The gut – a.k.a. the gastrointestinal tract that starts at the mouth and ends at the anus – contains trillions of bacterial cells. A majority are good bacteria that reside in the nearly 30 feet of the large and small intestines. These good bacteria are responsible for a person’s overall health.
But sometimes a harmful bacterium called Clostridium difficile (C. diff) infects the gut, with symptoms that range from diarrhea to inflammation of the colon. Doctors typically treat the infection with antibiotics, but spores from C. diff often linger in the gut and re-infect the patient.
If the infection occurs more than twice, doctors often recommend a fecal transplant: They transplant poop from a person with a healthy gut into the gut of the infected patient. Sounds crazy, but the idea is that the healthy bacteria in the transplanted poop will fight off the C. diff infection. The process works about 95 percent of the time.
Although fecal transplants are fairly routine, not all doctors can perform them and not all hospitals are equipped to handle them. Here in New Mexico, for example, only four physicians at the University of New Mexico Hospital can perform fecal transplants.
On top of that, finding a good poop donor is challenging – typically, only three out of 100 people meet the donation requirements. Even so, donor samples aren’t screened for all pathogens, so although the transplant might cure a C. diff infection, it might cause another type of infection. Or the transplant might carry a behavior or condition, such as diabetes or depression, from the donor to the recipient – that’s how powerful gut bacteria are.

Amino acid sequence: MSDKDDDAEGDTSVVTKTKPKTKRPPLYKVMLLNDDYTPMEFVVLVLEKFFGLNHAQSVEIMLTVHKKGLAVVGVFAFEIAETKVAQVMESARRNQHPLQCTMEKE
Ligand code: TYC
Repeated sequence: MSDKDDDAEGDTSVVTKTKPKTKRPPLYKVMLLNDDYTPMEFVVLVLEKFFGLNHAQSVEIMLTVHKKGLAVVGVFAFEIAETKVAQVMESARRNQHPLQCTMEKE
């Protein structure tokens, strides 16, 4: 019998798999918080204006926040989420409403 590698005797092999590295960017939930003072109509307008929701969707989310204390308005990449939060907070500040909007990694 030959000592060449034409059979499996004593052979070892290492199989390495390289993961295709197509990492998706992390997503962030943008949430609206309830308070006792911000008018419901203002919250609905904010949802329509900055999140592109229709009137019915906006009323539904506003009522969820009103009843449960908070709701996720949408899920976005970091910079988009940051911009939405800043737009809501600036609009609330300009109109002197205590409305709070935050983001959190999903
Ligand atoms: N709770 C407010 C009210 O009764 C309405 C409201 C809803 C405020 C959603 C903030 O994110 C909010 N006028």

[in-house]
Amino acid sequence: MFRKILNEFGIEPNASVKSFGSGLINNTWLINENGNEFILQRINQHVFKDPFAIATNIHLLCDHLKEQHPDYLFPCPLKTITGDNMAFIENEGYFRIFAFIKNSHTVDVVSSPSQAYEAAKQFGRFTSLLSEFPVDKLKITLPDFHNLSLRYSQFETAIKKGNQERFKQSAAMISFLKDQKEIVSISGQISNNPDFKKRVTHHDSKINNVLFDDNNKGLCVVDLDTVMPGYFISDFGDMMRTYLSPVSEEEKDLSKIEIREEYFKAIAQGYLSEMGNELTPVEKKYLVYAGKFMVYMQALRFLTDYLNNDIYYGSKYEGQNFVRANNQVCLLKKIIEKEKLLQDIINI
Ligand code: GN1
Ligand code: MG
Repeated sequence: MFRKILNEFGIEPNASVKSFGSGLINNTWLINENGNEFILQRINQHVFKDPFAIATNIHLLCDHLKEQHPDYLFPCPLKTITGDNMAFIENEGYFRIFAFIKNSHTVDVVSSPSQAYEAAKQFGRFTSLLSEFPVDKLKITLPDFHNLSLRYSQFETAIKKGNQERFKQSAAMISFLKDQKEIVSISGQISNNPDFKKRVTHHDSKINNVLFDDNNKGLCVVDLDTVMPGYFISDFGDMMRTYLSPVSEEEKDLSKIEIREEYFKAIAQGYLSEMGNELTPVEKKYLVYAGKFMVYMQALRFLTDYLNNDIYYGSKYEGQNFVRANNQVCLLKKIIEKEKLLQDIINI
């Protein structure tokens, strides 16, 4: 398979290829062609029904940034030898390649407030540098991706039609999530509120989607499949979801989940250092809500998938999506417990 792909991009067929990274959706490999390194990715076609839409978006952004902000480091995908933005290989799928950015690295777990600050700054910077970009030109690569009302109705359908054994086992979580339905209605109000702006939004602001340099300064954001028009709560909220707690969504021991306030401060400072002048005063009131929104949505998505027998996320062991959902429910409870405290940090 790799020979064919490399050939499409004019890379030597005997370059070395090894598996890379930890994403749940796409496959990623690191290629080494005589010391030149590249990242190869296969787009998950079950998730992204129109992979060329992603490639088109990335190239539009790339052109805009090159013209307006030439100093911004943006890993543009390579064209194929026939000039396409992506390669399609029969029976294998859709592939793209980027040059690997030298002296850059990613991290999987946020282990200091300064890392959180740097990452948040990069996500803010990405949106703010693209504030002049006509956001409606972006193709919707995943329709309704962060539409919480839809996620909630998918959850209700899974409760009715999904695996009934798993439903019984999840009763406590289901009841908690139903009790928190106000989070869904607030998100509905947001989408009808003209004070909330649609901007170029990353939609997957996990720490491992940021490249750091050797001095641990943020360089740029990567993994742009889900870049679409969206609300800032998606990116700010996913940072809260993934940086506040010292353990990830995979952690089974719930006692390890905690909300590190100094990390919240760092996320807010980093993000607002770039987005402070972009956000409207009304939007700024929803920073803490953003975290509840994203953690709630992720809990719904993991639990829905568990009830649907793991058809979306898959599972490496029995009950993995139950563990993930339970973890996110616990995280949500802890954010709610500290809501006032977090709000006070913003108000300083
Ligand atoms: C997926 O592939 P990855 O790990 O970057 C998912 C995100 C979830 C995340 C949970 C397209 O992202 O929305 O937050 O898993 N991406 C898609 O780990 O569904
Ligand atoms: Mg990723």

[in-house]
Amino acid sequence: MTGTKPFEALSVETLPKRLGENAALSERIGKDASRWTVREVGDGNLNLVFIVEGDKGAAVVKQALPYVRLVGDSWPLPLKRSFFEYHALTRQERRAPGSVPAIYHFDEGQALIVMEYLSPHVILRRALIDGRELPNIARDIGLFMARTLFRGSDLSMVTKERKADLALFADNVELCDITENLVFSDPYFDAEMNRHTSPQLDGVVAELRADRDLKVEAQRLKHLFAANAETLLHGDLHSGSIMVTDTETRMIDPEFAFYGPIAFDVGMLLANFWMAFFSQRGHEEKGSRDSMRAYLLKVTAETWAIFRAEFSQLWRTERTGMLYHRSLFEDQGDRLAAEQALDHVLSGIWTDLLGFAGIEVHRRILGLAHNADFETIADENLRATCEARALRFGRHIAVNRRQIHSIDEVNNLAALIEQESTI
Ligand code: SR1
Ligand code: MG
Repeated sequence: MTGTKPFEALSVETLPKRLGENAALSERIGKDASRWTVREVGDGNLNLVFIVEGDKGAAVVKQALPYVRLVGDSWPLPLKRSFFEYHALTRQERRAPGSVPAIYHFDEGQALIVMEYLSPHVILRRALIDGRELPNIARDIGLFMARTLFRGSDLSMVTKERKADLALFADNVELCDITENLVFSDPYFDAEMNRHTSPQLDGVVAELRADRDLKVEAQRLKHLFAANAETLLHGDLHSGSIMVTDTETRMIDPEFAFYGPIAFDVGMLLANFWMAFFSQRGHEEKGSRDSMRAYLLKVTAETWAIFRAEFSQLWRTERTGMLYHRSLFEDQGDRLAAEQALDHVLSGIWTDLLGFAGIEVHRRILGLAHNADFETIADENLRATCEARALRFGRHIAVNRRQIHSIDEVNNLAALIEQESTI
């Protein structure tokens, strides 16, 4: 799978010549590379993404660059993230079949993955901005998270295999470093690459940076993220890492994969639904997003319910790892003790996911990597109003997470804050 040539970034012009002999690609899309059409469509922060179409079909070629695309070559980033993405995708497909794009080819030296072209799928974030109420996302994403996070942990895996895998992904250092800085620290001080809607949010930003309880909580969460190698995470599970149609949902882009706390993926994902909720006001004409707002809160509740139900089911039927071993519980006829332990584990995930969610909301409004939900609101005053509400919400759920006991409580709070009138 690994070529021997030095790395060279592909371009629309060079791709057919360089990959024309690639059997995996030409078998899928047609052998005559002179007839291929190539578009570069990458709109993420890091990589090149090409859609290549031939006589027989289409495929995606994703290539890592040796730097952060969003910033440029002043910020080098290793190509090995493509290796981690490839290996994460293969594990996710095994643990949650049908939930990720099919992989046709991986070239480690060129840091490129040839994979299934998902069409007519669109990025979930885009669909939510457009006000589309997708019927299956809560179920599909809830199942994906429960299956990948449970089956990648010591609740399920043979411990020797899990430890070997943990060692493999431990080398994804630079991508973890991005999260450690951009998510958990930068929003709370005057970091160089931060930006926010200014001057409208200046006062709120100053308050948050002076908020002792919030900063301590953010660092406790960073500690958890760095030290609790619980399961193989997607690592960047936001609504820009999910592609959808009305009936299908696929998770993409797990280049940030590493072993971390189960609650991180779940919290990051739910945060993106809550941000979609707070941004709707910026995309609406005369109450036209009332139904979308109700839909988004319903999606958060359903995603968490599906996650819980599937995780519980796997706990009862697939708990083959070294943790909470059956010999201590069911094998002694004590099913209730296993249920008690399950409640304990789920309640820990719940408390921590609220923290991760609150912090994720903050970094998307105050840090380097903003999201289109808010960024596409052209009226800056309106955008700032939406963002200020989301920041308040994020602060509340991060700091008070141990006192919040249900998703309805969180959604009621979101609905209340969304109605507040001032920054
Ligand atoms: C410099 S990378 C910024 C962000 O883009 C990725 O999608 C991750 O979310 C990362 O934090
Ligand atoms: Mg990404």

But what if scientists could identify and isolate the bacteria in a fecal sample that inhibit C. diff and then put just those bacteria into a pill or drink? That’s exactly what researchers at Los Alamos are doing – pulling together bacteria into a super-powerful cocktail that washes out the infection. The work exploits the Laboratory’s extensive biological research efforts developed in support of its national security mission.
Working with a syringe in an anaerobic glove box, scientists extract healthy gut bacteria from a donated fecal sample. They randomly place two to five gut bacteria together with C. diff pathogen in millions of microdroplets – essentially microscopic bubbles where the gut bacteria and pathogen can interact – and then identify the microdroplets where C. diff growth is suppressed. The gut bacteria in those microdroplets are then identified through sequencing and are mixed together into a cocktail that can be taken orally.
Not only is the cocktail safer than a fecal transplant, but it’s a heck of a lot more comfortable (no tubes through the nose or colon) and affordable (transplants, which costs thousands of dollars, typically aren’t covered by insurance).
Although the cocktail is not yet in clinical testing, the Los Alamos research team hopes that one day it will be available over the counter. Then, people can take it as a precaution against C. diff or to treat an existing infection. Another precaution is a healthy diet full of colorful vegetables and unprocessed foods – Hippocrates would surely agree.
Anand Kumar works in the Biosecurity and Public Health group at LANL. He is an Entrepreneurial Fellow under a joint initiative of the University of California and Los Alamos that helps early-career scientists pursue commercializing their technologies.